Invasive Crab Species Discovered in SA Waters Raise Concerns

Asian Paddle Crab

Concerns have risen for SA waters following the discovery of a male Asian Paddle Crab in the state’s waters found by a commercial blue swimmer crab fisher. 

Asian Paddle Crabs are an invasive species that threaten our local seafood industries and can be toxic if eaten by humans.

Minister for Primary Industries and Regional Development Tim Whetstone says it's alarming on a number of concerns with the crab being an aggressive and exotic species that could spread diseases to our local prawns, crabs, lobsters and outcompete native species like our prized Blue Swimmer Crab.

Minister whetstone says “We’re asking all fishers - commercial, recreational and charters - who are out on the water to keep an eye out for this unwelcome species, to avoid their establishment in our waters.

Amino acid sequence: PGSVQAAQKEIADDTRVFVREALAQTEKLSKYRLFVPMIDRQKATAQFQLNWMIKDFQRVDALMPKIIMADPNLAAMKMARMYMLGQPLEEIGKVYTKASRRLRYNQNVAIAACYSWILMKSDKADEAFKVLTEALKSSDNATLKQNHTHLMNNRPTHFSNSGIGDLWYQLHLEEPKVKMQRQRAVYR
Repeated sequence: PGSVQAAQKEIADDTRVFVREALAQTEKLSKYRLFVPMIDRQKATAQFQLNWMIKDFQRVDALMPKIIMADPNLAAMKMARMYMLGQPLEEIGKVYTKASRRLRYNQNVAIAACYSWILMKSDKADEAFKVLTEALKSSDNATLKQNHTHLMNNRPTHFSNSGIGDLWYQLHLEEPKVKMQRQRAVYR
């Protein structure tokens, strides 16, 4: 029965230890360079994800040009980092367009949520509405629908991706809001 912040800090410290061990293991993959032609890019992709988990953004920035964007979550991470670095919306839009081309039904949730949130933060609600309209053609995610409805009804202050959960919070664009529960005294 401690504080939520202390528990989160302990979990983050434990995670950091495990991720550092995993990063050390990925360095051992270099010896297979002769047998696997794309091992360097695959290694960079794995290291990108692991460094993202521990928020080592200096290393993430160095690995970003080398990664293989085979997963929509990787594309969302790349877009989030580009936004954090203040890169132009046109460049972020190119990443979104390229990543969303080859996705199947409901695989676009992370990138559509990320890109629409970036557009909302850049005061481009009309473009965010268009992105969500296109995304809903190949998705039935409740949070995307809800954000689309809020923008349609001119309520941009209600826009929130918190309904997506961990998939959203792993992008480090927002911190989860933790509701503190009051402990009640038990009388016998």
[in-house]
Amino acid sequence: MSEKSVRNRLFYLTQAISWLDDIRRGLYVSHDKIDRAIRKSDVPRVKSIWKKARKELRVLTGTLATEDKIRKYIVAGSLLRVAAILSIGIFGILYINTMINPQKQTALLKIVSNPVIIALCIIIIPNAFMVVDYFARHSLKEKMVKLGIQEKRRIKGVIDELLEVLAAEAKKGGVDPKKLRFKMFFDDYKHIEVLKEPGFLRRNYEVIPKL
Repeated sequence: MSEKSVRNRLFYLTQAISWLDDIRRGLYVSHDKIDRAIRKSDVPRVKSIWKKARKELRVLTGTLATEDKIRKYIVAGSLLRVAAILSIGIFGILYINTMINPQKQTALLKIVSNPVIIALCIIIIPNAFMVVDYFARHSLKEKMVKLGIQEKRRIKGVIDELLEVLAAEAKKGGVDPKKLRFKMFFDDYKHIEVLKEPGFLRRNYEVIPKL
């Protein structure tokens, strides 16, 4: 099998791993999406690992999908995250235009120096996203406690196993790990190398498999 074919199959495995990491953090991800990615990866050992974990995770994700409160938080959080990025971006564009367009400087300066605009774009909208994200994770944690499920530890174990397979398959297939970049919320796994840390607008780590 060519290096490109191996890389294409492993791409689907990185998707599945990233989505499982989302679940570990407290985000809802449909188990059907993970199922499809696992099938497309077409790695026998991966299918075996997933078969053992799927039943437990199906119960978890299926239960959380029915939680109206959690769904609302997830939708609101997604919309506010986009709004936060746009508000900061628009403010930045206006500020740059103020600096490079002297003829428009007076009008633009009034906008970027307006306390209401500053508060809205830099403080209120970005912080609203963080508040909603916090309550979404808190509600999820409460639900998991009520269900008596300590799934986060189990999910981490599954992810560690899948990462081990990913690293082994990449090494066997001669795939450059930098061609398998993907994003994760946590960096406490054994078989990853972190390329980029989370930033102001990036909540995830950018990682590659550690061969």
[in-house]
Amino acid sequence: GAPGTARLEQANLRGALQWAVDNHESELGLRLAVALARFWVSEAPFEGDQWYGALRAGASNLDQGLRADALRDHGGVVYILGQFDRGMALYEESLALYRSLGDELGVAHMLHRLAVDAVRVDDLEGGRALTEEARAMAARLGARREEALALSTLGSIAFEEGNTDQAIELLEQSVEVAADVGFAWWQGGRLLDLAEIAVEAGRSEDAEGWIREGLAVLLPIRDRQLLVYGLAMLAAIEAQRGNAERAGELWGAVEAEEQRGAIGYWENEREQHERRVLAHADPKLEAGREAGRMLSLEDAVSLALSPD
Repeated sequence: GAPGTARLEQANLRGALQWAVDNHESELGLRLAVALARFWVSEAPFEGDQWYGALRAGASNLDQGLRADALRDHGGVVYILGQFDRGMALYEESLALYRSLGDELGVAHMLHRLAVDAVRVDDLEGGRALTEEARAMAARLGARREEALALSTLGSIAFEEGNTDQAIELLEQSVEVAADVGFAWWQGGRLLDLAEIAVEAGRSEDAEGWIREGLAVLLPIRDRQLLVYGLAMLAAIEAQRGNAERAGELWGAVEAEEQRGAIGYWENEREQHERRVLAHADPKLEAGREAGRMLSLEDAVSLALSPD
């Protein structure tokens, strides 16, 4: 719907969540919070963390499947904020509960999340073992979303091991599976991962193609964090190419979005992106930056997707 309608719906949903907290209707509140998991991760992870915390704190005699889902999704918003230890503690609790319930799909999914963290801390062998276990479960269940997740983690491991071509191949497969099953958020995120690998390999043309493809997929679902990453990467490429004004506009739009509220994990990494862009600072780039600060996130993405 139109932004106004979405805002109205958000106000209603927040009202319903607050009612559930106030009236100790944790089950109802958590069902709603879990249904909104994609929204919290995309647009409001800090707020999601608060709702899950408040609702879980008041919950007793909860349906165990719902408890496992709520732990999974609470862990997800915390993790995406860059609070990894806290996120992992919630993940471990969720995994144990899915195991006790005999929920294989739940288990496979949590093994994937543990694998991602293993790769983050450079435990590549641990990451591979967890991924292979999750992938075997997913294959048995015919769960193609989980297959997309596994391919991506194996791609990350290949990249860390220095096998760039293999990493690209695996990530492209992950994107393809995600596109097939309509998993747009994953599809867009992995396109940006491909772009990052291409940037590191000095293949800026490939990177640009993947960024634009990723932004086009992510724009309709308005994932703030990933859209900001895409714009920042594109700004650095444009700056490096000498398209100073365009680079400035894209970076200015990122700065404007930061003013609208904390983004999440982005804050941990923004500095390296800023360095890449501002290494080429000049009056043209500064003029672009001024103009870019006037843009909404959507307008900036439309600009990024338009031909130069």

The Asian Paddle Crab is likely to have entered our waters on a vessel, such as in an anchor locker, bilge, sea chest or internal seawater system.  This is a timely reminder for everyone to keep boats clean.

The State Government is working with fishing groups and tackle shops to increase awareness of the species.”

Asian Paddle Crab – what to look out for:

  • it can grow up to 120mm wide, which is smaller than the Blue Swimmer Crab
  • found in a number of colours – pale, olive green, brown, purple
  • sharp spines between its eyes
  • six spines down each side of the shell.

Locals and fishers are advised to report any unusual crab species to Fishwatch immediately on 1800 065 522 or email This email address is being protected from spambots. You need JavaScript enabled to view it.